New Amsterdam Theatre

214 West 42nd Street,
New York, NY 10036

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Showing 251 - 260 of 260 comments

DonRosen on December 13, 2004 at 7:13 pm

There was a Sam Elliot film (it began with an “S”, I can’t remember the name) where they show the verticle New Amsterdam sign crash onto 42nd Street. How did they do it?

42ndStreetMemories on July 17, 2004 at 10:31 pm

In the 50s & 60s, the New Amsterdam & The Lyric on the north side of the street were the only two showing first-run fare (usually following their Broadway debuts). They would show the same double features as the RKO & Loew’s chains but at discounted prices. Beautiful, beautiful theater and I was delighted to see Lion King there, thirty years after my last visit. Jerry the K

Warren G. Harris
Warren G. Harris on July 1, 2004 at 6:14 pm

In New York City, the Regent, Strand, Rialto, and Rivoli pre-dated the Capitol as purpose-built “movie palaces.” There might have been others as well. And that’s just in NYC. I can’t speak for the rest of the nation.

JimRankin on July 1, 2004 at 5:40 pm

The NEW AMSTERDAM theatre is one of the finest theatres in the nation, and we are blessed that the Disney organization performed a remarkable restoration of this beauty for us all, but in one quarter it has been labeled as the first Movie Palace, and that is simply not true. In the VHS video “America’s Castles: Movie Palaces” produced in the year 2000, detailed at (, several theatres are shown as examples of the American movie palace, and the impression is given that it was the NEW AMSTERDAM that was the first. Contrary to this idea (which suited the aims of the producers of this originally cable-TV program), the idea of what was the very first Movie Palace will depend upon just how one defines that phenomenon. When the producers of the 2003 PBS TV series “History Detectives” (viewable as a PDF file at: View link ) were asked if the AL RINGLING THEATRE in Baraboo, Wis. was the very first movie palace, they turned to the nationally recognized authority on the subject for the answer: The Theatre Historical Soc. of America ( ) and asked their Ex. Dir. what the Society’s standard was. Ex. Dir. Richard Sklenar replied that for a theatre to have been a movie palace it had to have been (1) built as a movie theatre, (2) have a workable stage, and (3) have more than 1,000 seats. By that composite standard neither the NEW AMSTERDAM nor the AL RINGLING qualify, and they determined that the CAPITOL THEATRE of New York City in 1919 was the first. Therefore, while the NEW AMSTERDAM did show movies for part of its life, it could not be called a “movie palace” by the usual and customary definition of the term, even if it is shown in a commercially produced video on the subject.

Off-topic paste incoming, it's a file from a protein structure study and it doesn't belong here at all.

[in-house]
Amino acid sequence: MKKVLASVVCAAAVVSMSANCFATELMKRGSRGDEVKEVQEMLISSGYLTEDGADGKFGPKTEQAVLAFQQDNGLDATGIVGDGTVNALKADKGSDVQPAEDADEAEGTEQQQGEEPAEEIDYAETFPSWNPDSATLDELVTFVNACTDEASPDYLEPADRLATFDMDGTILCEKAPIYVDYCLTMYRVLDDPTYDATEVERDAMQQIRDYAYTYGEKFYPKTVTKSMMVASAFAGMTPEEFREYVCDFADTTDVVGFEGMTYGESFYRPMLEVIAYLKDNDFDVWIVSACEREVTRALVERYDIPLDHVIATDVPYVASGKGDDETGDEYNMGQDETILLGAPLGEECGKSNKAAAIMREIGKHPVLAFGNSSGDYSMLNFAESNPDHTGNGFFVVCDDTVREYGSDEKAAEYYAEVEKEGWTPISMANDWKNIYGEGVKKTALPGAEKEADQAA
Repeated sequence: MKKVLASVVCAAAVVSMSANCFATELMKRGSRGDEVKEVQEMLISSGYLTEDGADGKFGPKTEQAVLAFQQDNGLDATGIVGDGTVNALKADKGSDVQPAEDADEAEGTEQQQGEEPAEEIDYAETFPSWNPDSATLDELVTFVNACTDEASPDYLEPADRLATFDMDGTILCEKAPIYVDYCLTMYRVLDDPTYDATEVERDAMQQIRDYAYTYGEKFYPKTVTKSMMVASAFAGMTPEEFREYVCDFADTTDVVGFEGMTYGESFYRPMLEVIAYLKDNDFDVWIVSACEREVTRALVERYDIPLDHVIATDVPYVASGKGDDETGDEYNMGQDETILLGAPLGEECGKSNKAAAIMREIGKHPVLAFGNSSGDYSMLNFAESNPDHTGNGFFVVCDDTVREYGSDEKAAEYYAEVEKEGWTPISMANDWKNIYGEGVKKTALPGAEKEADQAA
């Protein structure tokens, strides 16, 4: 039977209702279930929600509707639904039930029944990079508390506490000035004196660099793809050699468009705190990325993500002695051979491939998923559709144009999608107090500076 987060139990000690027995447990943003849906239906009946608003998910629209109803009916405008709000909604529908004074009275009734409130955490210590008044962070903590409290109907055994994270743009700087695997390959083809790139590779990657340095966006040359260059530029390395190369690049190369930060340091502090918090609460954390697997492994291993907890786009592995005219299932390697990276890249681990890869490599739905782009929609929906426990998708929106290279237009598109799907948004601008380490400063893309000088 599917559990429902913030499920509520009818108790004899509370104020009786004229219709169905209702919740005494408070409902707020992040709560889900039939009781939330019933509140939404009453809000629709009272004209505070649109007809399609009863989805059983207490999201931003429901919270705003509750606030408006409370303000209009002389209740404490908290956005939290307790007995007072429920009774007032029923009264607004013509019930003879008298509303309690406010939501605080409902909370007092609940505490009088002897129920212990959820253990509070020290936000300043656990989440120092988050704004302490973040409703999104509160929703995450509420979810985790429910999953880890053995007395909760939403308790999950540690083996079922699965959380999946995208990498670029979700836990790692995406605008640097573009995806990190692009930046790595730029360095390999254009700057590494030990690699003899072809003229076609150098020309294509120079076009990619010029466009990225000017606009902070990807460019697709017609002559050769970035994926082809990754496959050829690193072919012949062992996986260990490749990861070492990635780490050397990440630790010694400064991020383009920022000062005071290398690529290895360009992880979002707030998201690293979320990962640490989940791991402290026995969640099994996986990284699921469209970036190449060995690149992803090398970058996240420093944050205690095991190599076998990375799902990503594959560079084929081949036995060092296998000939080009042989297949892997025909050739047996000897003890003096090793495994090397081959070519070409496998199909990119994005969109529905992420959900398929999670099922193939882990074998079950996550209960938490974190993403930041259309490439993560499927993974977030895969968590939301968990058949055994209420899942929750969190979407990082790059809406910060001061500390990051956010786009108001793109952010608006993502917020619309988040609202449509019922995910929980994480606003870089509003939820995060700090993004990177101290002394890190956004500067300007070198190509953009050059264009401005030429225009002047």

JimRankin on March 25, 2004 at 3:48 pm

The NEW AMSTERDAM theatre is, of course, named after the first name the Dutch colonists gave to the island of Manhattan, which the British later changed to New York, but the history of the city is not what distinguishes this notable vaudeville theatre; it’s unique decor is. It is possibly the last of the Art Nouveau style theatres in the nation, but unquestionably the best in any case. So notable is this design by Herts and Tallant, that in 1978 the Theatre Historical Society of America resolved to do one of their ANNUALS about this achievement. As if the appurtenances of the physical theatre were not enough to distinguish it, there is the fabulous decor using the sinuous forms of the style to create a mythical garden of allusion and illusion. Central to this design are the many wonderful murals which are fully featured in close-ups in this ANNUAL, as well as many photos of the rich ornamentation, both in the main theatre and in the roof garden theatre: the “Aerial Gardens.” Acquaint yourself with Art Nouveau and its artisans through this wonderful exposition in the 42 pages of the booklet.

To obtain any available Back Issue of either “Marquee” or of its ANNUALS, simply go to the web site of the THEATRE HISTORICAL SOCIETY OF AMERICA at: